A Ford Ranger bakkie was extensively damaged after a tractor tyre exploded while being filled with air at a service station in Verulam, KZN today (Monday).

A member of Reaction Unit South Africa was on patrol in the area when he heard the explosion. On investigation, it was established that the driver of the Ford Ranger was in the process of filling air in a tractor tyre that was loaded at the back of his bakkie when the explosion occurred. The windows of the vehicle shattered and the loading bay was extensively damaged.

No injuries were reported.

Tyre Safety and Safety Protocols 

On reviewing this video, The South African Tyre Manufacturing Conference offered the following important guidance:

Firstly, no safety regulations and protocols was followed at all on such an industrial tyre.
The tyres should’ve put in a safety cage before you inflate a commercial/industrial tyres. See pictures below of a before & after.

Secondly, they inflated the tyre at a filling station. Most of these filling stations, inflation gauges are not calibrated regularly and therefore there is a possibility that the tyre was accidentally over-inflated or the person inflating the tyre doesn’t know the correct inflation pressure of the particular tyre and therefore overinflated the tyre. Many people think if you inflate a passenger tyre 2.2 bar, these bigger tyres should be inflated much more but the opposite is true in most cases.

The tyre might have had a weak spot because of internal structural damage because it drove over something or the tyre might have had a repair that wasn’t properly done.

“The SATMC urge consumers to adhere to safety precautions when inflating commercial tyres. These tyres should be inflated in an inflation cage. Consumers should also make use of accredited tyre dealers in order to receive adequate technical advice and service on their tyres.”

We also approached MasterDrive for some insights on the safety protocols need to ensure safety when inflating tyres:

“Tyre damage due to underinflation cannot always be detected by external inspection. If a tyre fails during inflation, the explosive force can be released resulting in a destructive air blast and the ejection of high-speed particles. If the wheel is not restrained, it can fly through the air. The rapid release of this explosive force from a ruptured tyre can result in serious injuries or even death.

This person was lucky to only get away with damage to their vehicle. That person could have lost their life!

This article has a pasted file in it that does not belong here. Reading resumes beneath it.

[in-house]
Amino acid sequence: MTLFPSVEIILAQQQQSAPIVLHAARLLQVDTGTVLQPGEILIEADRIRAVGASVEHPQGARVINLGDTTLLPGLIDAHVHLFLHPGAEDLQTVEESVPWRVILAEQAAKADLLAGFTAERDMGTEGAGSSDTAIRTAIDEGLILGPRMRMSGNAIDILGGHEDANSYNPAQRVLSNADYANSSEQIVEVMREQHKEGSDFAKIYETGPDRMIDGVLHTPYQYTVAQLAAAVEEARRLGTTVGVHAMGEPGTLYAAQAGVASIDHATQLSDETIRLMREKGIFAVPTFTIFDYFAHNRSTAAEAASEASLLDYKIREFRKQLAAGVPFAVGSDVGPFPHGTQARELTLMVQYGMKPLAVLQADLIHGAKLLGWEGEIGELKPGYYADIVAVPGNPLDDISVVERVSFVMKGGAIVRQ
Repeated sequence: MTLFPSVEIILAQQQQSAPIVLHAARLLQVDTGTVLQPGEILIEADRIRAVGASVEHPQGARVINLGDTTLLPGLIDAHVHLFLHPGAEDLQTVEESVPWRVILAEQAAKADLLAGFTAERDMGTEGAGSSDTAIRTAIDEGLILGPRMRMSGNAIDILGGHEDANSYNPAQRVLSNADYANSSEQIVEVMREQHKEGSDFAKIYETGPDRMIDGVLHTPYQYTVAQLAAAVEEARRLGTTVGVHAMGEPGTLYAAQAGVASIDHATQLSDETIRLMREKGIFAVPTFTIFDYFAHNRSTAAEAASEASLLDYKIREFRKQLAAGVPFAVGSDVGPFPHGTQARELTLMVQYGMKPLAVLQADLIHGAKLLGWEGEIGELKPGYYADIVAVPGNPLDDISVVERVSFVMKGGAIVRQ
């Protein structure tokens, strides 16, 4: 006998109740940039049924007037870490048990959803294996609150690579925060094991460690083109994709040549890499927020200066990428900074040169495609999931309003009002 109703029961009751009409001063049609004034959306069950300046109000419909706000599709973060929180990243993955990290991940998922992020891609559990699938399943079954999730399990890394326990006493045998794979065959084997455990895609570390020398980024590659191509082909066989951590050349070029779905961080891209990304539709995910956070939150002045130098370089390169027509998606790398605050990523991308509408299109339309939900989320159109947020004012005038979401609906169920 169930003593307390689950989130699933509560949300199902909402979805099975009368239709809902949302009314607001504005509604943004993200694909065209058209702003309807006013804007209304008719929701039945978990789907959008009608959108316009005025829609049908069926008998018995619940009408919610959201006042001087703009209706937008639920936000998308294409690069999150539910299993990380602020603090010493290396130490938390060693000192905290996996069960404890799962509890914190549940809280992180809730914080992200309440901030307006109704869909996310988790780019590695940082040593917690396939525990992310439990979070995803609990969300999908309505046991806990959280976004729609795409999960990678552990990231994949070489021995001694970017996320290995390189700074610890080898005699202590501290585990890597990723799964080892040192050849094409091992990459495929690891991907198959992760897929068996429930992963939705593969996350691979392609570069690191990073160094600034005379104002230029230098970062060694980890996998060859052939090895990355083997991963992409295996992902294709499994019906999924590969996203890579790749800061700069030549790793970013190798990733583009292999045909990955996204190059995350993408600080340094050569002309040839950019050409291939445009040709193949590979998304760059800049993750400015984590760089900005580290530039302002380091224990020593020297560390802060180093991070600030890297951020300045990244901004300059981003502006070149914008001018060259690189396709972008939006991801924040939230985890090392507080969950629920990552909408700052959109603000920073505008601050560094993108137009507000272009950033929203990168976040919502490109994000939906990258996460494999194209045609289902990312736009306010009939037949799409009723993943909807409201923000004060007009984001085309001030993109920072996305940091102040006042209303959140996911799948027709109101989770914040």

Our Health and Safety rules prohibit this practice:

  • Heavy-duty tyres should be inflated in a cage as substituting the hazard with one that is of lesser risk – for example, if a truck tyre has been identified as underinflated while in use, do not immediately re-inflate the tyre in-situ. Instead, fully deflate the tyre and replace the wheel with a spare and have the tyre inspected by a competent person to determine if it is safe to put back into service.
  • Isolating the hazard from workers: deflating tyres prior to them being removed from the machinery or vehicle and inflating tyres in a safety cage or other portable restraint device; never reach into the cage during inflation or deflation and always position the body to one side of it.
  • implementing engineering controls: for example, by fitting – long enough air hose with a clip-on valve nozzle and remote pressure gauge for workers to stay outside of an exclusion zone (i.e. the potential trajectory or explosion zone), and a remote dump valve that is capable of rapidly deflating the tyre in an emergency.

Any remaining risk must then be minimised by using administrative controls such as:

  • Have a regular tyre maintenance schedule which checks tyres for condition, matching, pressure, tread depth and wear patterns, as well as rims for corrosion or cracking
  • Always follow the recommended tyre servicing procedures and ensure all workers undertaking these procedures are trained and follow them
  • Inform, train and supervise staff in safe personal positioning and safe procedures during tyre inflation including actions when a potential tyre failure is identified
  • Potential trajectory paths from a failure and exclusion zones have been identified
  • The wheel is inspected for damage and corrosion prior to the refitting of tyres
  • Tyres (new or used) are inspected for defects
  • Workers stand outside of any exclusion zones
  • Tyres are only inflated to the recommended pressure
  • All safety cages, air-lines and associated equipment are suitable for the task and maintained in a safe working condition.

 

The South African Tyre Manufacturers Conference (SATMC) and Road Safety

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